Eight more Savannah River Site tours are planned
The Savannah River Site will be opening its gates to the general public again this fall.
“Act NOW if you want to go on one of these SRS tours. You’ll learn something about the site and it’s a great place to ask hard questions before Aikenites who need to hear more than the DOE line on their local nuclear site,” Tom Clements.
A pilot program conducted in March confirmed that the public is very much interested in learning about the past, present and future of SRS. Online registration for the first tour filled 300 seats in less than 24 hours. Based on the interest in the pilot program, the U.S. Department of Energy is reinstituti ng the public tour program, with eight tours that will begin in September and will include a few added features.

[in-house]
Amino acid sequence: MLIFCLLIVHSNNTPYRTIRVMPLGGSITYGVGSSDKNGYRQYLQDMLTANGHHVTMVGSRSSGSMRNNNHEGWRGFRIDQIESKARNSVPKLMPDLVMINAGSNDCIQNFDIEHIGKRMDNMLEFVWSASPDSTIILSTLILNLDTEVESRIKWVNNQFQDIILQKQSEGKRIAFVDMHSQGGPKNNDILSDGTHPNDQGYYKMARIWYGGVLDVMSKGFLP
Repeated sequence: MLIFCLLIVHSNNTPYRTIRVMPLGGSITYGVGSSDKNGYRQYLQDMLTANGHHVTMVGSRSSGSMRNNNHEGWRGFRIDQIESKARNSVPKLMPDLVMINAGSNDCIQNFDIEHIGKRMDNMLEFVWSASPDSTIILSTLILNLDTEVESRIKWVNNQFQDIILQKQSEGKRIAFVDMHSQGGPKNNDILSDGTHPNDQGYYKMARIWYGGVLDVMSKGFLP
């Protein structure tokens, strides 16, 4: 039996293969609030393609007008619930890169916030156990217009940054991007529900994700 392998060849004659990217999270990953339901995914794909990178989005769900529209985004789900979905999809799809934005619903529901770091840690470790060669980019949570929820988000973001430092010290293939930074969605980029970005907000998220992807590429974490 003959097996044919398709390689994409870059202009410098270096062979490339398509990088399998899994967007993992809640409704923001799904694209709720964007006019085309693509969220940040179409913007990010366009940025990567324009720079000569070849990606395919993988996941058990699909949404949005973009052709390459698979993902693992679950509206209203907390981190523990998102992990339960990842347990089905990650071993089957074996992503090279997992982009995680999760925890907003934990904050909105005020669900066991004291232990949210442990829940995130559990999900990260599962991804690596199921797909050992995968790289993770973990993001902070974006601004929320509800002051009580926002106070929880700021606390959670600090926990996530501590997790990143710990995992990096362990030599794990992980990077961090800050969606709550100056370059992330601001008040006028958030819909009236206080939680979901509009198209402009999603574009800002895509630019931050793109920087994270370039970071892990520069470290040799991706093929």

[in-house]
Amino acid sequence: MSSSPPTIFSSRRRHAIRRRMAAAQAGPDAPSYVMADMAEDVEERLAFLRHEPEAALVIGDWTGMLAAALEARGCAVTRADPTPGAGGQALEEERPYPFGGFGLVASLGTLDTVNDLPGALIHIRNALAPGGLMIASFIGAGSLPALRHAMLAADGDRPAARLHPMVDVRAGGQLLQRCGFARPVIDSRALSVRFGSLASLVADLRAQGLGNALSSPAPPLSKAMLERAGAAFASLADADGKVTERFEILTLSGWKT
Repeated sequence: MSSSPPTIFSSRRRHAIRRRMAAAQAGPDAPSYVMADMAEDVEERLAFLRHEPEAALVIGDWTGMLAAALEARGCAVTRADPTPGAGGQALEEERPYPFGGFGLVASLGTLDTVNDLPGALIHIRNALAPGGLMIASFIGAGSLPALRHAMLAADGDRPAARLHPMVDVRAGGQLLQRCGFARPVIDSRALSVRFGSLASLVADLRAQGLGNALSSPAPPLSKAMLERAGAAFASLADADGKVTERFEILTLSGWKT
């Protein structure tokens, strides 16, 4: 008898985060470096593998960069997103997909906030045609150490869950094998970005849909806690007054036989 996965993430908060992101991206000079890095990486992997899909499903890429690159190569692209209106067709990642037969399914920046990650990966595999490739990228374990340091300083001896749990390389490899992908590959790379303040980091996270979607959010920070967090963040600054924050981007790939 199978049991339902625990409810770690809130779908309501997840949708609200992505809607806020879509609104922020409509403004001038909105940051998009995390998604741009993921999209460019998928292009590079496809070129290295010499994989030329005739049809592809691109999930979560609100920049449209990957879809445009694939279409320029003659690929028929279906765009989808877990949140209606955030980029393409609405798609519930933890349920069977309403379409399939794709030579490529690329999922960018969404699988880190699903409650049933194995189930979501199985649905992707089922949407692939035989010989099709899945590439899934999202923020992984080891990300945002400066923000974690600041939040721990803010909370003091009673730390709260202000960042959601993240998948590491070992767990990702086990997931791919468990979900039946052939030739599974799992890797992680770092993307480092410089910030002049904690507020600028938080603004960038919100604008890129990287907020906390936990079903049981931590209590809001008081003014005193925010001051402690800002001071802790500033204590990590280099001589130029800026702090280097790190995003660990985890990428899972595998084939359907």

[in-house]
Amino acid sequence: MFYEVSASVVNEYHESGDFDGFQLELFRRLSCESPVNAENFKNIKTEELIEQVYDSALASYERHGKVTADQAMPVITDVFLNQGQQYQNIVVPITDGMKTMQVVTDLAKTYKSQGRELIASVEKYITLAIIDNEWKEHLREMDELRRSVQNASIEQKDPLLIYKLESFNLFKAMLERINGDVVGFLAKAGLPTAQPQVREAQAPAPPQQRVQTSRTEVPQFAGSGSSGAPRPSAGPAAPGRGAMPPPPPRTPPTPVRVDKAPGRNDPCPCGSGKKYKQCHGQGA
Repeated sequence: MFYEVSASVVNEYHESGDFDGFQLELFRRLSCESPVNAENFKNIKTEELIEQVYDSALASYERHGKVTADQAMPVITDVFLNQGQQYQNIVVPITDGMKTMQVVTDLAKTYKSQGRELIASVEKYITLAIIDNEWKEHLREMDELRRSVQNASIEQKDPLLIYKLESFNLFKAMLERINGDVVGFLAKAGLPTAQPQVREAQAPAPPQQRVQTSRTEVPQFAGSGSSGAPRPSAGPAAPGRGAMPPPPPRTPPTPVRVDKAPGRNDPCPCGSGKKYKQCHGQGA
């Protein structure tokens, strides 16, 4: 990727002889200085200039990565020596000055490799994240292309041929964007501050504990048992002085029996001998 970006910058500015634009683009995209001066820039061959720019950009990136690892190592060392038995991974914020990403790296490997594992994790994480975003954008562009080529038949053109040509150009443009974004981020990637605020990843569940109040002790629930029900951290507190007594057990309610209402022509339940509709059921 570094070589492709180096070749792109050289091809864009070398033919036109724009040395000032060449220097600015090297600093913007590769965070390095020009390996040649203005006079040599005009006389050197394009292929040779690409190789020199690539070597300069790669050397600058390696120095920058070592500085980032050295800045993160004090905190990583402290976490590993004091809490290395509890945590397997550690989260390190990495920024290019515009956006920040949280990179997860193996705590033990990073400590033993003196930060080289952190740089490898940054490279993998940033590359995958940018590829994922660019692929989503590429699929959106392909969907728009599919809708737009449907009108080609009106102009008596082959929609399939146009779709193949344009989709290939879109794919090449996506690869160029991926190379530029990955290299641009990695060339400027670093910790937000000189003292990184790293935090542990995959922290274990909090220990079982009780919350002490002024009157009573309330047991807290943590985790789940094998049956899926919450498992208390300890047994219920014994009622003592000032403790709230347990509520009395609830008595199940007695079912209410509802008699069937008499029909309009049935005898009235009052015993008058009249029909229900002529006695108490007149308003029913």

“Feedback from the pilot program told us the public wanted more so we’ve lengthened the tour agenda and included a stop at the Savannah River Ecology Laboratory,” said Jeff Allison, DOE-SR manager. “We’re also including drive-by tours of both Dunbarton and Ellenton, former towns that were relocated when the government began constructing SRS in the early 1950s.”
Tours will last about four hours and will begin and end at the Aiken County Center for Hydrogen Research campus near the Site.
Tour participants must be U.S. citizens who are at least 18 years old, have valid photo identification (required on the day of the tour) and provide their full name (as stated on their photo identification) and birth date.